News

Undergraduates Celebrate Second Consecutive Virtual Housing Day

News

Dean of Students Office Discusses Housing Day, Anti-Racism Goals

News

Renowned Cardiologist and Nobel Peace Prize Winner Bernard Lown Dies at 99

News

Native American Nonprofit Accuses Harvard of Violating Federal Graves Protection and Repatriation Act

News

U.S. Reps Assess Biden’s Progress on Immigration at HKS Event

Harvard Will Not Apply For Federal Aid From Second Coronavirus Stimulus Package

Harvard was estimated to receive $7 million in aid from the Coronavirus Aid, Relief, and Economic Security Act.
Harvard was estimated to receive $7 million in aid from the Coronavirus Aid, Relief, and Economic Security Act. By Megan M. Ross
By Virginia L. Ma and Kevin A. Simauchi, Crimson Staff Writers

Harvard will not apply for federal aid from the latest Congressional Covid-19 stimulus package, University spokesperson Jason A. Newton wrote in a statement Monday.

The University was estimated to receive $7 million in aid from the legislation, according to a Jan. 7 simulation by the American Council on Education, a higher education interest group.

In April, multiple members of Congressas well as President Donald J. Trump — criticized the University for receiving nearly $9 million in aid as part of the Coronavirus Aid, Relief, and Economic Security Act, or CARES Act. The University ultimately elected to decline the funding.

Newton wrote in the statement that Harvard was concerned that uneven guidelines could deprive undocumented students of aid.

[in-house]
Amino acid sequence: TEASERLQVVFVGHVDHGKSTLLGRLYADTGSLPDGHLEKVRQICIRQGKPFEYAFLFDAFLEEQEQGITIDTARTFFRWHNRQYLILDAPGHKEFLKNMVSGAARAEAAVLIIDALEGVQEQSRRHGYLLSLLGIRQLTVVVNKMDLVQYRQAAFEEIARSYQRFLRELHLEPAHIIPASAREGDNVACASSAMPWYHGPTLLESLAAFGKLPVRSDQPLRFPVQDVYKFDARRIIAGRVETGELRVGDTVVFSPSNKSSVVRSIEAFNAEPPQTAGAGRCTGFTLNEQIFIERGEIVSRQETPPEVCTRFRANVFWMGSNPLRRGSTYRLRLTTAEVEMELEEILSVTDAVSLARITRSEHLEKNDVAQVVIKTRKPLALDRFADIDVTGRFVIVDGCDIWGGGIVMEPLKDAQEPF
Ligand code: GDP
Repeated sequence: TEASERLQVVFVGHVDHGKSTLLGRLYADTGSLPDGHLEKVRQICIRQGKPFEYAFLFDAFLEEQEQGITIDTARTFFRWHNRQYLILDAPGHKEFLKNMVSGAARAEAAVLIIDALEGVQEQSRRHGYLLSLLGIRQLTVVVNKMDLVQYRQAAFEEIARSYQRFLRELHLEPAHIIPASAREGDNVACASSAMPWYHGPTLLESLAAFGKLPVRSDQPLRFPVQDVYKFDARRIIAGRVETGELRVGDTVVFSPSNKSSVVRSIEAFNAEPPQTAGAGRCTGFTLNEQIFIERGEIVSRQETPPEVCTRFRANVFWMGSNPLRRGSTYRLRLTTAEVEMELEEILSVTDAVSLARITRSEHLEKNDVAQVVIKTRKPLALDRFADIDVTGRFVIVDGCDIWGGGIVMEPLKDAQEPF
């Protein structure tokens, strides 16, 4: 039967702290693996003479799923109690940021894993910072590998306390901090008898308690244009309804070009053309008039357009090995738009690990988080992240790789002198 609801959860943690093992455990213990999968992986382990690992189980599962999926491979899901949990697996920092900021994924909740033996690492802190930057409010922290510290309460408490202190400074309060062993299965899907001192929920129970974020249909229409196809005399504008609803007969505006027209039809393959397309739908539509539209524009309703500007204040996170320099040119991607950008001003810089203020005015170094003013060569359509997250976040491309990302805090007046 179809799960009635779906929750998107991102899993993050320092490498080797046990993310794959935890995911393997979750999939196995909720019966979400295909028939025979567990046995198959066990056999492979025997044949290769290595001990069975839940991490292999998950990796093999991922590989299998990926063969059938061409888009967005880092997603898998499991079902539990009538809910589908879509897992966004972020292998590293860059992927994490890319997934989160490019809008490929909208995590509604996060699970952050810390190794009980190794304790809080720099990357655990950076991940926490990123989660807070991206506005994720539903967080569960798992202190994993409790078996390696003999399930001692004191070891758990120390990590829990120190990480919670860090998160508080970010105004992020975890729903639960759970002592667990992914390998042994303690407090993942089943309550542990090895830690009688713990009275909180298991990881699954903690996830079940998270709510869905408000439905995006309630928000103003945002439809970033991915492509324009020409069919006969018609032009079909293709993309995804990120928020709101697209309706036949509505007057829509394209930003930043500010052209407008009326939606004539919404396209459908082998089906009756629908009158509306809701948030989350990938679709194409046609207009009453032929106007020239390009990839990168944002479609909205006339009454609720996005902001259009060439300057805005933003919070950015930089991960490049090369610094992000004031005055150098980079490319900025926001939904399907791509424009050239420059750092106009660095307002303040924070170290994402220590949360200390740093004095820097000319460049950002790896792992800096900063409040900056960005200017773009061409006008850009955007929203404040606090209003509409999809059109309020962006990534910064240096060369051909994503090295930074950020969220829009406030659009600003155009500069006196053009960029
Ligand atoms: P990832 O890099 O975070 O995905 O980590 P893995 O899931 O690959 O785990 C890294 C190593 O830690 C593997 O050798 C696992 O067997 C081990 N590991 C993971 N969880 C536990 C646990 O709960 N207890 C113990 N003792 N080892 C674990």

“We remain concerned that this legislation does not provide institutions with clear authority to assist all our students who are experiencing impacts from the pandemic, including Dreamers,” Newton wrote.

Former Education Secretary Betsy D. DeVos — who stepped down Friday — issued guidance in April that undocumented students who receive federal protections could not receive federal aid. That rule was not repealed in the latest stimulus package.

Newton also criticized a provision of the legislation that would decrease by 50 percent the aid provided to colleges impacted by the 2017 Tax Cuts and Jobs Act, colloquially referred to as the endowment tax.

“While we appreciate that members of Congress have acknowledged the urgent need for relief for higher education institutions and their students, we do not agree with the harmful limitations placed on this relief based on damaging taxes on nonprofits included in the 2017 Tax Cuts and Jobs Act,” Newton wrote.

Several of Harvard’s peer institutions have not yet announced whether they will accept the aid. Yale University, Stanford University, and MIT are slated to receive roughly $4.5 million, $5.3 million, and $3.5 million, respectively, in federal aid according to the American Council on Education simulation. Yale, Stanford and MIT all declined to accept their stimulus funding in the spring.

—Crimson staff writer Virginia L. Ma can be reached at virginia.ma@thecrimson.com.

—Crimson staff writer Kevin A. Simauchi can be reached at kevin.simauchi@thecrimson.com. Follow him on Twitter @Simauchi.

Want to keep up with breaking news? Subscribe to our email newsletter.

Tags
Central AdministrationCollege FinanceUniversity FinancesUniversityFront FeatureFront Middle Feature